Hundreds practice maneuver, live-fire tactics near Mount Fuji
CAMP FUJI, Japan — Marine Wing Support Squadron 171 stormed the ranges near this tiny installation last week to practice maneuver and live-fire tactics.
The occasion: Cloud Warrior 2004, an annual event bringing about 250 Marines north, from Iwakuni Marine Corps Air Station, for a month of intense training in Mount Fuji’s shadow.
“It’s been a good month of training,” Lt. Col. Yori R. Escalante, squadron commander, said Friday.
“Iwakuni does not have many readily available training areas” but Camp Fuji is “the largest maneuver-training area on the mainland. … Today, we’re simulating a move into an unsecured area. It’s something we don’t get a chance to practice very often. It definitely gives us an opportunity to hone those skills.”
And it’s essentially the only time all year the squadron — with companies specializing in airfield operations, motor transport and engineer operations — gathers for a full-strength training session.
“We’re all out here to do basic-skills training,” said Capt. Greg Lewis, commander of the squadron’s Engineer Operations Company. “It’s our one big chance to do it.”
The squadron arrived at Camp Fuji on Aug. 26.
Since, the Marines have scaled Mount Fuji and endured two typhoons and three earthquakes.
In between, they said, they managed to refine the tools that let them provide quality aviation ground support and air base ground defense.
The squadron rehearsed defensive tactics for seven days before hitting the ash-coated valleys near Mount Fuji last week for live-fire and maneuvers training.
Also, “We practiced effective convoy operations and defensive procedures for convoys, using an insurgent-type enemy,” Escalante said.
“In our defensive training, we started with patrols and progressed through a company defensive package.” That culminated in a two-day exercise “where we moved to, occupied and defended the Camp Fuji Main Airfield from an insurgent-type enemy similar to those currently in Iraq.”
“When you’re working toward the defense, you have to go on offense, too. We have to be proactive instead of reactive in the defense of an air base.”
Friday, the squadron incorporated all the training into a “fire and maneuver” session. On one range, squads carrying M-16s and other light machine guns took turns engaging two berms loaded with enemy “targets.” They had to negotiate rolling, rough terrain that stretched just longer than five football fields. As they moved in, a twin set of M240Gs — the “talking guns” — sprayed cover fire from bunkers to protect their advance.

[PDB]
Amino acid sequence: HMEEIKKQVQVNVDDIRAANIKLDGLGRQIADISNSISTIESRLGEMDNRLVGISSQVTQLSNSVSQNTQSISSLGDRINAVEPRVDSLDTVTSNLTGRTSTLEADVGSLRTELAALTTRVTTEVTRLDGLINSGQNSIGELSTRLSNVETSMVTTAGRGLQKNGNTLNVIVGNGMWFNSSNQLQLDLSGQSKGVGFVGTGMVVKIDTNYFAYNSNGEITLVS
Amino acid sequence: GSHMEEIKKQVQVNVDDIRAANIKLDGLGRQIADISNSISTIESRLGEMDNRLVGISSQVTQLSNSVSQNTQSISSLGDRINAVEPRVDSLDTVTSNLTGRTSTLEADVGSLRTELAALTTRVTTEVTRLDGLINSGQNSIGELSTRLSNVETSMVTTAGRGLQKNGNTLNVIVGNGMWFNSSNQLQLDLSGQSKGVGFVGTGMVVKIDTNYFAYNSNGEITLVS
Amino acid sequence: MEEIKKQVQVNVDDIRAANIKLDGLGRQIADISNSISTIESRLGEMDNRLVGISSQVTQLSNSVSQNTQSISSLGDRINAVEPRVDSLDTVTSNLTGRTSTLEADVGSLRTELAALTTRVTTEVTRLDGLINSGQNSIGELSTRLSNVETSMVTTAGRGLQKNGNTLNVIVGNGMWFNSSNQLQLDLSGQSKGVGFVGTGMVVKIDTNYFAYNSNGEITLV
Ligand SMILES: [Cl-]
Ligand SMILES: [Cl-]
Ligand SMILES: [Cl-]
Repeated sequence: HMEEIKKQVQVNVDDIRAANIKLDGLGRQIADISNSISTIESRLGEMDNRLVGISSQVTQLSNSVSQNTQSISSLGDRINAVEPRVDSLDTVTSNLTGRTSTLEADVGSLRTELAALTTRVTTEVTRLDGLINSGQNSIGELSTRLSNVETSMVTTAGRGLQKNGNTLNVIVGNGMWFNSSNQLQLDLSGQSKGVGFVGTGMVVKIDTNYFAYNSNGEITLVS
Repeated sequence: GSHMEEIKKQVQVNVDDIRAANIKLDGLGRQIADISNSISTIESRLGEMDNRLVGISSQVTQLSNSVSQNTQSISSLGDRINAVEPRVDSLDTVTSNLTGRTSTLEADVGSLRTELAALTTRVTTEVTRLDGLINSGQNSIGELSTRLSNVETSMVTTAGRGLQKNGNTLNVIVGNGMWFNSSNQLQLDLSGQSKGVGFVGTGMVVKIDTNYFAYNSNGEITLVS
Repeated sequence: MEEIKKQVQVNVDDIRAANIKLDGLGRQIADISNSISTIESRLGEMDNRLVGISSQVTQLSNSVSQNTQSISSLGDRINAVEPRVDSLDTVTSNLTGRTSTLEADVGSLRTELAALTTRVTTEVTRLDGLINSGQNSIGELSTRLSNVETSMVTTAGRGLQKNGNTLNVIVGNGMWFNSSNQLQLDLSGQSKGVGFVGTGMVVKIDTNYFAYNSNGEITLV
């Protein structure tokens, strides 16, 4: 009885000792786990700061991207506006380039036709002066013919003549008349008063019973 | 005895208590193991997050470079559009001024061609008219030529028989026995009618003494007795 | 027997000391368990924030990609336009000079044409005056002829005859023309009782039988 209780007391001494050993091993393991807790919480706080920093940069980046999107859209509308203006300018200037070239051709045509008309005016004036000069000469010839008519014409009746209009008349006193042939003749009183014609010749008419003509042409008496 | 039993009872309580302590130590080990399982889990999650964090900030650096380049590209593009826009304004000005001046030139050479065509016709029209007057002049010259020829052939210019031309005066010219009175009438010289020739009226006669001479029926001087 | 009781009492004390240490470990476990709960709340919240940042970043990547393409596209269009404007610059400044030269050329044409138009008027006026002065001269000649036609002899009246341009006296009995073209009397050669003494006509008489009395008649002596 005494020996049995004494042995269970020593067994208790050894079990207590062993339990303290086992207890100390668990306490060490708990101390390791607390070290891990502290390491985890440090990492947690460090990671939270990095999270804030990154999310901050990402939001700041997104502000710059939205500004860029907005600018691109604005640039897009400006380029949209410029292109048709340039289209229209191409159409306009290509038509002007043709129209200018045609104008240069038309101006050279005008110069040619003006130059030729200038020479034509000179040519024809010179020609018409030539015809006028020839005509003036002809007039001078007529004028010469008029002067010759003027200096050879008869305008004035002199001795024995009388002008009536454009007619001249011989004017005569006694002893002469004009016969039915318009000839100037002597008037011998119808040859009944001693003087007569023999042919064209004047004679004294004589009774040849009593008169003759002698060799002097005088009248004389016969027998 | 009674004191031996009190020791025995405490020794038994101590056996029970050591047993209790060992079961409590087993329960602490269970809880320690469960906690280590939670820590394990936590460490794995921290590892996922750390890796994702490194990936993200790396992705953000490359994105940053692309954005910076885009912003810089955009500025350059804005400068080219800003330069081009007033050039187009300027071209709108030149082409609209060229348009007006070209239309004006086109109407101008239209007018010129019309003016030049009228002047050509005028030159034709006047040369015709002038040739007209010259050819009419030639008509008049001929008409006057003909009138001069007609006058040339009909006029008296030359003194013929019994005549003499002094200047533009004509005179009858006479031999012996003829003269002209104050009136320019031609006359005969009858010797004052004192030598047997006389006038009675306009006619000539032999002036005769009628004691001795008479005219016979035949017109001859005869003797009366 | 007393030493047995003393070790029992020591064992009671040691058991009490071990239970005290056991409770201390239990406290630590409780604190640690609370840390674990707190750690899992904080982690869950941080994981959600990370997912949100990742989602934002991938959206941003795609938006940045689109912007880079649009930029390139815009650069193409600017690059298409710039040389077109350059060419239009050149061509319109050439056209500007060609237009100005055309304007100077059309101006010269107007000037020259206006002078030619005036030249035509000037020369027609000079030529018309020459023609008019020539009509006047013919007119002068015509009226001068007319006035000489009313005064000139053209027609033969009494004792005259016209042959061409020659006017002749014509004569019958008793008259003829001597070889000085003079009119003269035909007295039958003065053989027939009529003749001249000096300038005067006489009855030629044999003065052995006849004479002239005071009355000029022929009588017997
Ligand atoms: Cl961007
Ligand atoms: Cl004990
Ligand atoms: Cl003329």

As the squads approach, the guns were positioned several yards from each other. They took turns firing — in effect, “talking” to each other — but “when fired from a distance, it sounds like one gun going off,” said Cpl. Patrick Barlow of Engineer Company, an M240 gunner in the Iraq War.
“The ‘talking guns’ … don’t allow the enemy to pinpoint a certain gun,” he said.
“There are a lot of young Marines out here, and many will be going to ground units at some point. They’ll use a lot of this when they get there.”
The training is a change of pace, indicated 2nd Lt. Julie Ervin, the squadron’s heavy equipment platoon commander.
In Iwakuni, most of the Marines work as mechanics, welders and heavy equipment operators. “It’s very important that they get this infantry training and re-familiarize themselves as much as possible,” she said. “Every Marine is a rifleman first. When they go into combat, no matter what their MOS is, they’re warriors first.
“The Marines here have done very well this week,” she said, given that the exercise requires skills they seldom exercise.
Cpl. Ryan Shaner and Cpl. Jasman Duque, heavy equipment operators with the squadron’s Engineer Operations Company, took part in convoys while serving in Kuwait together. They said young Marines headed for war zones should find the skills being practiced invaluable.
“We do go through classes back in Iwakuni, but live rounds are a whole different thing,” Shaner said.
The scenarios are designed to illustrate the predicaments Marines would face in real combat, Duque said. “There are a lot of holes out there, and it’s very hilly. You can’t just stand up, see the enemy and fire on them. ‘One shot, one kill’ is what Marines do. We don’t waste rounds. We shoot to kill.”
Squadron members will conduct routine maintenance this week. Friday, after a morning hike, they’ll break around lunch for weekend liberty. Many plan to visit Tokyo before returning to Iwakuni on Monday, unit members said.
Because of this year’s Cloud Warrior, Escalante said, “We now have a basis to grow from, in our ability to not only conduct defensive operations and an airbase defense but also what is involved to command … such operations.
“The big take-away is that each company now understands what their role is in this mission, how it interrelates with the roles of the other companies and how it is controlled at the squadron level. … This operation also allowed our junior leaders to practice the small-unit leadership. … They were able to be the front line of leadership in the squadron, ensuring their Marines are well trained and well taken-care-of while training.”